Sarah Lucas is the perfect artist to represent Britain at the Venice Biennale

    Flesh in Venice

    Sarah Lucas has filled the British pavilion at the Venice Biennale with slinky cats and casts of her female friends' private parts. It makes you proud to be a woman, says Karen Wright
    11 best anti-ageing day creams

    11 best anti-ageing day creams

    Slow down the ageing process with one of these high-performance, hardworking anti-agers
    Juventus 2 Real Madrid 1: Five things we learnt, including Iker Casillas is past it and Carlos Tevez remains effective

    Juventus vs Real Madrid

    Five things we learnt from the Italian's Champions League first leg win over the Spanish giants
    Ashes 2015: Test series looks a lost cause for England... whoever takes over as ECB director of cricket

    Ashes series looks a lost cause for England...

    Whoever takes over as ECB director of cricket, says Stephen Brenkley
    Fishing for votes with Nigel Farage: The Ukip leader shows how he can work an audience as he casts his line to the disaffected of Grimsby

    Fishing is on Nigel Farage's mind

    Ukip leader casts a line to the disaffected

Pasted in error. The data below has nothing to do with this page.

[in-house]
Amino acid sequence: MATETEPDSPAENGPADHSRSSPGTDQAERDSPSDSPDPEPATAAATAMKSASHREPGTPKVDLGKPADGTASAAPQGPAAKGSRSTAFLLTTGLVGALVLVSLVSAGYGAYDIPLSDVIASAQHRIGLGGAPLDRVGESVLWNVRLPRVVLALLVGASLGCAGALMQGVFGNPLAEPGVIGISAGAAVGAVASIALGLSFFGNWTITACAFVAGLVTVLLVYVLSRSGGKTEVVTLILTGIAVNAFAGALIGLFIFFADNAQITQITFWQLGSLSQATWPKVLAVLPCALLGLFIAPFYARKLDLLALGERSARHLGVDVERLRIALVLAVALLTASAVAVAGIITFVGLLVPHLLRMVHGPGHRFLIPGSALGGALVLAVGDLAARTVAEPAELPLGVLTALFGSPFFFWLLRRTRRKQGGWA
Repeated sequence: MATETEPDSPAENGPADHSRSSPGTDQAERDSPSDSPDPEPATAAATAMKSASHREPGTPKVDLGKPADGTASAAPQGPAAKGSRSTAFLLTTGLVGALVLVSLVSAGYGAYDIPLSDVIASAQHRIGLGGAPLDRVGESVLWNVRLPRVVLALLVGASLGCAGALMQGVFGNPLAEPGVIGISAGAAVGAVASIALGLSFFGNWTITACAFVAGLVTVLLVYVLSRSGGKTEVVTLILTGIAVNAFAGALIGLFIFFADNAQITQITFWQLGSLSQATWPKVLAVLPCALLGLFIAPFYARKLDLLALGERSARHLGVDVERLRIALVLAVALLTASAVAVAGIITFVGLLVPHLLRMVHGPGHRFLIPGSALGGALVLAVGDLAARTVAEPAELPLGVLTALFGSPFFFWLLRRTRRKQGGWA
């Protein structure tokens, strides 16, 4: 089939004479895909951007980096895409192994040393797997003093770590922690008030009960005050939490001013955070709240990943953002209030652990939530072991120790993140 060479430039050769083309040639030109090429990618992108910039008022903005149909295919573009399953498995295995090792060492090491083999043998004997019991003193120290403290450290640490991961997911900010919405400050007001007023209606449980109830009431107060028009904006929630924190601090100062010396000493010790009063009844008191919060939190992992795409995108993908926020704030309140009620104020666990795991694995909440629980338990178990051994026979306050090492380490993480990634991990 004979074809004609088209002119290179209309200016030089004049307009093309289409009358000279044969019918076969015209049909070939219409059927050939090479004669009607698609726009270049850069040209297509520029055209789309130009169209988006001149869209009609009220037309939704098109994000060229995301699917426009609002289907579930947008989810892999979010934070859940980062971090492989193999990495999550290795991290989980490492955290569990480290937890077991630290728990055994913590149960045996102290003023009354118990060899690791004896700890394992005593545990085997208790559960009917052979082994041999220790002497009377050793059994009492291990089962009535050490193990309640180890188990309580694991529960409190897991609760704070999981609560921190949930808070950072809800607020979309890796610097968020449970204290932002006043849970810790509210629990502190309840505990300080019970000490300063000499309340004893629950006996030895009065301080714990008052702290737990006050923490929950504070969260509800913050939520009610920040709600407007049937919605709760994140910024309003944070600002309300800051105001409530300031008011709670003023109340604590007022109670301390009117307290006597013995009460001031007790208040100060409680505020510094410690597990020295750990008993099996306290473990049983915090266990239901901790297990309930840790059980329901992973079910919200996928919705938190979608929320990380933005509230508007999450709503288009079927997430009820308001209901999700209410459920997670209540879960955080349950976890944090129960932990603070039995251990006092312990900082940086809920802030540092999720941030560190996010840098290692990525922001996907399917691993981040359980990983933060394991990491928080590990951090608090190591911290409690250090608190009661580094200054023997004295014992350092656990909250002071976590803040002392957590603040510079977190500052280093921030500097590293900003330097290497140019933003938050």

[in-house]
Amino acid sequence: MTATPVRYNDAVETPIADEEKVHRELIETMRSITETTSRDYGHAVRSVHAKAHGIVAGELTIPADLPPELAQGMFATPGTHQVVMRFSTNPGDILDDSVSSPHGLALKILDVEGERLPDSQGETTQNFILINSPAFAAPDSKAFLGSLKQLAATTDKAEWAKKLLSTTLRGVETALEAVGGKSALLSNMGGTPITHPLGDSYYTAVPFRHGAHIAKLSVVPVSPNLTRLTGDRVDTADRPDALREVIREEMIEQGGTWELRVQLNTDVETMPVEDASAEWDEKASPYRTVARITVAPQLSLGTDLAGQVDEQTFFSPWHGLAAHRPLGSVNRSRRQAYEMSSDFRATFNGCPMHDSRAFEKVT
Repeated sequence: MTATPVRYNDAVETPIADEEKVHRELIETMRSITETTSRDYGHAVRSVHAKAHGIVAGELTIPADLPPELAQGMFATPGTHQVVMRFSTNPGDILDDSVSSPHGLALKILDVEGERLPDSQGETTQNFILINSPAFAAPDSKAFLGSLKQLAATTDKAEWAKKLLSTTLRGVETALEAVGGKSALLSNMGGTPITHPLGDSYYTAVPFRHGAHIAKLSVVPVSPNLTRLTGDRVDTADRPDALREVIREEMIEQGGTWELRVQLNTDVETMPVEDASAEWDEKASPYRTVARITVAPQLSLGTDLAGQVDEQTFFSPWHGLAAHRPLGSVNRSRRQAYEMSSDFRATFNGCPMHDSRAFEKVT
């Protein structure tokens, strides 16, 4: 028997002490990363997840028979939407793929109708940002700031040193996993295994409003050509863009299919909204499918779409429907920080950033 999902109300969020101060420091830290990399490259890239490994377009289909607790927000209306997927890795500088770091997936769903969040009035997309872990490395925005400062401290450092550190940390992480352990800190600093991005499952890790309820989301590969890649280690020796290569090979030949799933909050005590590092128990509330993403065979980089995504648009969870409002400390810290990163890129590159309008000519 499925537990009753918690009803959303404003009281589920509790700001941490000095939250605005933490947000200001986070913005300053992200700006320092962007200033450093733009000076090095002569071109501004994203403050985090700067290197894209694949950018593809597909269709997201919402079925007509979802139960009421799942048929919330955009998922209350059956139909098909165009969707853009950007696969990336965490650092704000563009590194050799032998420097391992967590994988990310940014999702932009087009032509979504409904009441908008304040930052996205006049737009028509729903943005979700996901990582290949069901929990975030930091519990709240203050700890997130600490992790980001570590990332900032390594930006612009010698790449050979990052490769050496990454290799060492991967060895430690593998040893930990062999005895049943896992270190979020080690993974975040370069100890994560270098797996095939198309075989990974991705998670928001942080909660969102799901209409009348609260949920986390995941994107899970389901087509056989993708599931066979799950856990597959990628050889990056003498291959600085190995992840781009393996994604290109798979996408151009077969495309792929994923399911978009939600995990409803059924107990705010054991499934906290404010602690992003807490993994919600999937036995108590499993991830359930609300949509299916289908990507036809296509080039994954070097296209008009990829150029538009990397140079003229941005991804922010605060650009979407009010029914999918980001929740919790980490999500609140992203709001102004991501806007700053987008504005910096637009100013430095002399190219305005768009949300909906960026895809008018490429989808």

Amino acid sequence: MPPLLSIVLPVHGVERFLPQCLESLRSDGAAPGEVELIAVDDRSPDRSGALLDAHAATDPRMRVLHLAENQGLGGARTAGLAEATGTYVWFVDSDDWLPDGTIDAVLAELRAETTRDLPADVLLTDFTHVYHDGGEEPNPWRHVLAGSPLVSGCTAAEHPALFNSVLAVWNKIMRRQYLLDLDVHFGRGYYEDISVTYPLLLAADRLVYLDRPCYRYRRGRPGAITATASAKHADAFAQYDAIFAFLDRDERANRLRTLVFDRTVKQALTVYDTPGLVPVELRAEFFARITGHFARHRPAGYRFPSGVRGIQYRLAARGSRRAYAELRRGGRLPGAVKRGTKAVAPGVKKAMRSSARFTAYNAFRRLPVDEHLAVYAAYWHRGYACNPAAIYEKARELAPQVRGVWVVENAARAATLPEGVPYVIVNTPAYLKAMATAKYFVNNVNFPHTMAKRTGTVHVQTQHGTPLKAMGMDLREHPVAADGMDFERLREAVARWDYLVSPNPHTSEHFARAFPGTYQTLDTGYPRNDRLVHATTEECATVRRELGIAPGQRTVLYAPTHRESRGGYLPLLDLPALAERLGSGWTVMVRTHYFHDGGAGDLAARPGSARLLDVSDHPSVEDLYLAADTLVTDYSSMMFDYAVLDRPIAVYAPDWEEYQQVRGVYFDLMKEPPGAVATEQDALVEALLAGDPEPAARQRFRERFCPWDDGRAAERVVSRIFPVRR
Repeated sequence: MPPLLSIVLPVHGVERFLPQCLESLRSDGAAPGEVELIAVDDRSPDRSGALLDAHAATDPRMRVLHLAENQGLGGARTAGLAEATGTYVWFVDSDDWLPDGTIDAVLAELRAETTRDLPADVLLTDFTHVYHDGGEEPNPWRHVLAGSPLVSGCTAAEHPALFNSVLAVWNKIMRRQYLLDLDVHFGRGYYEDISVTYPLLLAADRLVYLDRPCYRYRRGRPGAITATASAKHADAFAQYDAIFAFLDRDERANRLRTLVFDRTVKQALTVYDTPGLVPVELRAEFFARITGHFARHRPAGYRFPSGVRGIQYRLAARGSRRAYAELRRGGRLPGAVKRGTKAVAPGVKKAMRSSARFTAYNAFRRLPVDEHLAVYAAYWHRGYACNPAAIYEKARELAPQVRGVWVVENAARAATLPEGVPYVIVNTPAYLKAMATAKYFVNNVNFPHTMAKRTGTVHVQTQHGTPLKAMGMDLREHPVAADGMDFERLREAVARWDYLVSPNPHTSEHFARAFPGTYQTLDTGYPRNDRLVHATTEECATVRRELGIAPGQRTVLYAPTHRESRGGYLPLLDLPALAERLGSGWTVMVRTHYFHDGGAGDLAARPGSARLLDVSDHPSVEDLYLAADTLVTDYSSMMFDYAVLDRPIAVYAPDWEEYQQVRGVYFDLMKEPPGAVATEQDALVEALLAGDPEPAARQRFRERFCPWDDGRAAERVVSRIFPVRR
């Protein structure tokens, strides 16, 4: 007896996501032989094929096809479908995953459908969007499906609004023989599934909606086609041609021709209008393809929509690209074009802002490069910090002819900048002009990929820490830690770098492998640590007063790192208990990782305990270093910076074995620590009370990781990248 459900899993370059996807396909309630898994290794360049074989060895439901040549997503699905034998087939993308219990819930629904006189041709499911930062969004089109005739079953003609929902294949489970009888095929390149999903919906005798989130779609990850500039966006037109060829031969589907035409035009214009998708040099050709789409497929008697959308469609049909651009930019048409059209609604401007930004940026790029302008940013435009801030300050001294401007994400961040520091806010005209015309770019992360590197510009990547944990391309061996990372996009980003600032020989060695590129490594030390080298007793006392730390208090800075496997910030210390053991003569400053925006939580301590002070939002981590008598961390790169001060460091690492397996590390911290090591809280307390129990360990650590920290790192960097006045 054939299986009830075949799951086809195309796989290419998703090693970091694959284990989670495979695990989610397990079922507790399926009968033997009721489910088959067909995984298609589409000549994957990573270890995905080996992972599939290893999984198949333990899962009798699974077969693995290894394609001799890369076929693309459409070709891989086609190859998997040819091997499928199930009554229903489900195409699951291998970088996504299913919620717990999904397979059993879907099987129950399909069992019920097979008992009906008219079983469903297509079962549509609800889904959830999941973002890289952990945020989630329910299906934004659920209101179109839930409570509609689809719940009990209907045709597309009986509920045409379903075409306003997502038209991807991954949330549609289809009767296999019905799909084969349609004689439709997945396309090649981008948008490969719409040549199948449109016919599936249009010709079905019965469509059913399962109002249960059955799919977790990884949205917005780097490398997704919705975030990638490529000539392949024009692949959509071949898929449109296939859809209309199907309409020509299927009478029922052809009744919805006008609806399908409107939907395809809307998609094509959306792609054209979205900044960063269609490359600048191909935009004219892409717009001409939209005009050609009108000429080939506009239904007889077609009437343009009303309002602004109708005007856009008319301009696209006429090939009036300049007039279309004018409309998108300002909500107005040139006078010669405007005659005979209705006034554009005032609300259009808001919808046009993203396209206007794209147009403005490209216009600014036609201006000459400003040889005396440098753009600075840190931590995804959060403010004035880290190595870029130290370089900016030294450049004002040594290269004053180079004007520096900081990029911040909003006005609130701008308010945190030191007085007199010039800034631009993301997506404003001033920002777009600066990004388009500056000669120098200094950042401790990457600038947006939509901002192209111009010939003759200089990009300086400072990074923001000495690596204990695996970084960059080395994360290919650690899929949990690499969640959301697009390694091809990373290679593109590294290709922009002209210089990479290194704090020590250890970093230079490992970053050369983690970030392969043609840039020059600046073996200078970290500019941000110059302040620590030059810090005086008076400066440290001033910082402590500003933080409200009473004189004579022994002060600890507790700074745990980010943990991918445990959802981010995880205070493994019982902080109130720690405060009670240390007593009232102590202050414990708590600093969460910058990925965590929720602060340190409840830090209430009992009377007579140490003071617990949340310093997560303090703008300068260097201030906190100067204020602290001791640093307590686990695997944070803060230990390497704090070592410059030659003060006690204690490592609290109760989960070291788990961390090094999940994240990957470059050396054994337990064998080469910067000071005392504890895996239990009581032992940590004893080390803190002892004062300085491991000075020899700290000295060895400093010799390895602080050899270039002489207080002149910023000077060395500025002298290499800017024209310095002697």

Who is bombing whom in the Middle East? It's amazing they don't all hit each other

    Who is bombing whom in the Middle East?

    Robert Fisk untangles the countries and factions
    China's influence on fashion: At the top of the game both creatively and commercially

    China's influence on fashion

    At the top of the game both creatively and commercially
    Lord O’Donnell: Former cabinet secretary on the election and life away from the levers of power

    The man known as GOD has a reputation for getting the job done

    Lord O'Donnell's three principles of rule
    Rainbow shades: It's all bright on the night

    Rainbow shades

    It's all bright on the night
    'It was first time I had ever tasted chocolate. I kept a piece, and when Amsterdam was liberated, I gave it to the first Allied soldier I saw'

    Bread from heaven

    Dutch survivors thank RAF for World War II drop that saved millions
    Britain will be 'run for the wealthy and powerful' if Tories retain power - Labour

    How 'the Axe' helped Labour

    UK will be 'run for the wealthy and powerful' if Tories retain power